Firstly, this is the best action set piece I’ve ever seen on TV. It’s incredible. The scene where Jon charges in to Ramsay’s army with a ‘For Frodo’/ Leeroy Jenkins moment was just fantastic and the choreography and camera work as Jon fought his way through Ramsay’s ranks was stunning. It’s such an impressive feat for a TV show, even taking into consideration the considerable budget of Game of Thrones. The use of sound, or lack of, builds the tension and sets the pace expertly. We’ve had a huge episode 9 every season so far but this one takes it to a whole new level.
Ramsay, obviously, has to taunt Jon before the battle. He brings out Rickon on a lead, like a dog (what is it with that guy and his dogs?) to be paraded in front of his army. The way he lets Rickon run towards Jon, giving him, Jon, and us, a glimpse of hope before impaling him with an arrow was sickeningly cruel but typical Ramsay. For a second, I thought he might make it. Sansa was right. Ramsay, while often displaying an aura of chaos, is always in charge of the situation. He knows how to manipulate people. And he’s done Jon a treat here. Jon rashly charges into Ramsay’s trap.
The battle goes south for Jon as Ramsay’s cavalry charges in and his infantry traps Jon, Tormund, Davos and co. with their shield wall formation, picking them off, one by one. All hope looks lost. The show does an incredible job here of showing war for what it really is. It’s not elegant or honourable. It’s exhausting, claustrophobic, gruesome. This is emphasised most when Jon is trapped in the crush, suffocating beneath the pile of bodies. Despite the fact we know Jon isn’t going to die again, it was a terrifying moment, brilliantly shot as to capture the pure panic of being trapped at the bottom of the crush, unable to breathe. By pure will power Jon escapes, but his army is penned in. Then we hear horns in the distance. The Knights of the Vale have arrived in another Lord of the Rings-esque moment. Sansa and Littlefinger bring up the rear of the company, looking very pleased with themselves. Sansa especially, she’s just beaten Ramsay. I’m not sure why she didn’t tell Jon about the Vale though. Seems like something the commander of your army should know prior to going into battle. But what do I know? Has she used Jon and his army as bait, to draw Ramsay out so she can take down his army? Just a thought, maybe she’s becoming as ruthless as Littlefinger.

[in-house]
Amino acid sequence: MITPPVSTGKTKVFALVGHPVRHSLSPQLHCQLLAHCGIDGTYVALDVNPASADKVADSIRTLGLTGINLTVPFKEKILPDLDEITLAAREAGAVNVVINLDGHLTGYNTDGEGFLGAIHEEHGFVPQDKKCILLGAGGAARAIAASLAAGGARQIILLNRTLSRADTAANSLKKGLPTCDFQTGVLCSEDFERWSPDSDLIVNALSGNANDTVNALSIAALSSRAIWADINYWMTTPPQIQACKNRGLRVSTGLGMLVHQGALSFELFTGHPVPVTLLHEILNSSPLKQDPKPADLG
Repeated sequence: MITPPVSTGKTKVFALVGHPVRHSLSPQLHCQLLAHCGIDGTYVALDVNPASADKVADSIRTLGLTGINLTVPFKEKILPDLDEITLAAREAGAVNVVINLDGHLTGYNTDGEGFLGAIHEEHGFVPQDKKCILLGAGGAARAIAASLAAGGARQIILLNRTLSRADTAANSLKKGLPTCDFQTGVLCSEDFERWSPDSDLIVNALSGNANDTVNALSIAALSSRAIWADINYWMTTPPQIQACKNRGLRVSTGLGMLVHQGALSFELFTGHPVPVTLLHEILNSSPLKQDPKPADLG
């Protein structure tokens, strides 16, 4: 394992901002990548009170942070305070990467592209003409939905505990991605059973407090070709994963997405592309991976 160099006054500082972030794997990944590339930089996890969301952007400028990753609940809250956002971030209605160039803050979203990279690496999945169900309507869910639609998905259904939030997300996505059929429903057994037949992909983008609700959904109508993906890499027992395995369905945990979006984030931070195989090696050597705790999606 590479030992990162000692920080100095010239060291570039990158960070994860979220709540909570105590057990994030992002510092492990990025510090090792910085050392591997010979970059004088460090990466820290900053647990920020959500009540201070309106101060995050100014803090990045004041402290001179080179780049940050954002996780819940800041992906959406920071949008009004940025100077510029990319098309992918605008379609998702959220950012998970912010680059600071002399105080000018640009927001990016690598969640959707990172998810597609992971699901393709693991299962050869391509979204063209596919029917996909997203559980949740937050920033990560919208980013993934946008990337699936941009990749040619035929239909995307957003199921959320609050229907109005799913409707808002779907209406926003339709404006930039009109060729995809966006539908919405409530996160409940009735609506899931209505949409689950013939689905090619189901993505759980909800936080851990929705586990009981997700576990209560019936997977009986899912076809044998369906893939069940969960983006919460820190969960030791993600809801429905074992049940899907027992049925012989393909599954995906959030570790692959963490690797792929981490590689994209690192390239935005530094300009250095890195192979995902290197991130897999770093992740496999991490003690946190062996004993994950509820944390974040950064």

Sansa’s, what can only be described as, execution of Ramsay was so brutal and really quite unpleasant to watch. It’s never pleasant to see characters who are supposed to be the good guys descend to the levels of the characters we’re supposed to hate. Saying that, it was good to see Ramsay get a taste of his own medicine. I was convinced a direwolf was going to be Ramsay’s downfall but it’s fitting that Ramsay’s own dogs, the very dogs he starved for a week, proved to be his demise. It’s the sweet taste of irony that does it.
Often annoying, Sansa has never been my favourite character on the show but she’s grown on me recently and you can’t say she didn’t deserve a win after 6 seasons of pure hell. It was a great feeling to see those Stark banners hanging from the Winterfell ramparts again.
While this was clearly a huge moment for the Starks, the big question is…what happens now? Do they take on the Crown? Do they reinforce to defend against the threat from beyond the wall? Can they trust Littlefinger? You might recall last season him swearing fealty to the Lannisters if they make him Warden of the North. I’ve genuinely no idea what drives that guy. Is Sansa now the Lady of Winterfell? or is it Jon who is Lord?
AWESOME. The sheer production value and spectacle of the battle of the bastards alone makes this episode stand out, even among the episode 9 cohort. Add to that the long awaited Stark resurgence, and you’re on to probably one of the best Game of Thrones we’ve ever had.